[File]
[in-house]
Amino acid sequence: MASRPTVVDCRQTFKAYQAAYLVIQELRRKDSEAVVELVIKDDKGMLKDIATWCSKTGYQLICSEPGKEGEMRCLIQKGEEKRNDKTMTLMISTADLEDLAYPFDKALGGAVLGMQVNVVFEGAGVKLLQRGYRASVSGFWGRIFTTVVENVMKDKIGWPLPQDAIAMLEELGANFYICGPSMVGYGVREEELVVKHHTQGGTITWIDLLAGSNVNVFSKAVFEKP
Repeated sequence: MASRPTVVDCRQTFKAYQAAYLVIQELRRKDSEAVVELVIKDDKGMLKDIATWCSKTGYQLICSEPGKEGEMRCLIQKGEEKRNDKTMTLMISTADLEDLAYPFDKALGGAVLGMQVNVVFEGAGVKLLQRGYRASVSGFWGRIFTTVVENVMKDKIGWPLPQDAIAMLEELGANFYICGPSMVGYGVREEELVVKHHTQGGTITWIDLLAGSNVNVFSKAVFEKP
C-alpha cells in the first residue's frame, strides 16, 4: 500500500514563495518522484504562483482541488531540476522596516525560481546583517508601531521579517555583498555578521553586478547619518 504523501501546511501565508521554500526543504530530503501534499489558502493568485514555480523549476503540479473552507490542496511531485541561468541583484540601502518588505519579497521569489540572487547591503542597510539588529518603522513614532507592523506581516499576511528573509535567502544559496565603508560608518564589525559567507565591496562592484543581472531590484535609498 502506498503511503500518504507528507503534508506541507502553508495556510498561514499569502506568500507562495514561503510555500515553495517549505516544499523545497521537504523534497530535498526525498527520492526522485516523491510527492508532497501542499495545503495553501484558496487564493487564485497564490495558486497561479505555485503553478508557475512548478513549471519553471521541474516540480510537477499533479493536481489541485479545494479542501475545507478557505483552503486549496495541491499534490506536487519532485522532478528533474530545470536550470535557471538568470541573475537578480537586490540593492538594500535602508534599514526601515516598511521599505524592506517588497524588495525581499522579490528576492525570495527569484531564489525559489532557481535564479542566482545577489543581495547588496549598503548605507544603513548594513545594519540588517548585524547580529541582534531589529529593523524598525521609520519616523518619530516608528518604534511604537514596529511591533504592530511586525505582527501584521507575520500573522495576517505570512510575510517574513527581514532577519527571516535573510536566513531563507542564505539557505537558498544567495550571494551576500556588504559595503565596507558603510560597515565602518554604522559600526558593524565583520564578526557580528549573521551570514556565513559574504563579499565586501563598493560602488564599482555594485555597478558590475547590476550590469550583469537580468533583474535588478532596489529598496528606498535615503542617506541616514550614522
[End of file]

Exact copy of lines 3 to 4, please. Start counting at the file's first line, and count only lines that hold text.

Repeated sequence: MASRPTVVDCRQTFKAYQAAYLVIQELRRKDSEAVVELVIKDDKGMLKDIATWCSKTGYQLICSEPGKEGEMRCLIQKGEEKRNDKTMTLMISTADLEDLAYPFDKALGGAVLGMQVNVVFEGAGVKLLQRGYRASVSGFWGRIFTTVVENVMKDKIGWPLPQDAIAMLEELGANFYICGPSMVGYGVREEELVVKHHTQGGTITWIDLLAGSNVNVFSKAVFEKP
C-alpha cells in the first residue's frame, strides 16, 4: 500500500514563495518522484504562483482541488531540476522596516525560481546583517508601531521579517555583498555578521553586478547619518 504523501501546511501565508521554500526543504530530503501534499489558502493568485514555480523549476503540479473552507490542496511531485541561468541583484540601502518588505519579497521569489540572487547591503542597510539588529518603522513614532507592523506581516499576511528573509535567502544559496565603508560608518564589525559567507565591496562592484543581472531590484535609498 502506498503511503500518504507528507503534508506541507502553508495556510498561514499569502506568500507562495514561503510555500515553495517549505516544499523545497521537504523534497530535498526525498527520492526522485516523491510527492508532497501542499495545503495553501484558496487564493487564485497564490495558486497561479505555485503553478508557475512548478513549471519553471521541474516540480510537477499533479493536481489541485479545494479542501475545507478557505483552503486549496495541491499534490506536487519532485522532478528533474530545470536550470535557471538568470541573475537578480537586490540593492538594500535602508534599514526601515516598511521599505524592506517588497524588495525581499522579490528576492525570495527569484531564489525559489532557481535564479542566482545577489543581495547588496549598503548605507544603513548594513545594519540588517548585524547580529541582534531589529529593523524598525521609520519616523518619530516608528518604534511604537514596529511591533504592530511586525505582527501584521507575520500573522495576517505570512510575510517574513527581514532577519527571516535573510536566513531563507542564505539557505537558498544567495550571494551576500556588504559595503565596507558603510560597515565602518554604522559600526558593524565583520564578526557580528549573521551570514556565513559574504563579499565586501563598493560602488564599482555594485555597478558590475547590476550590469550583469537580468533583474535588478532596489529598496528606498535615503542617506541616514550614522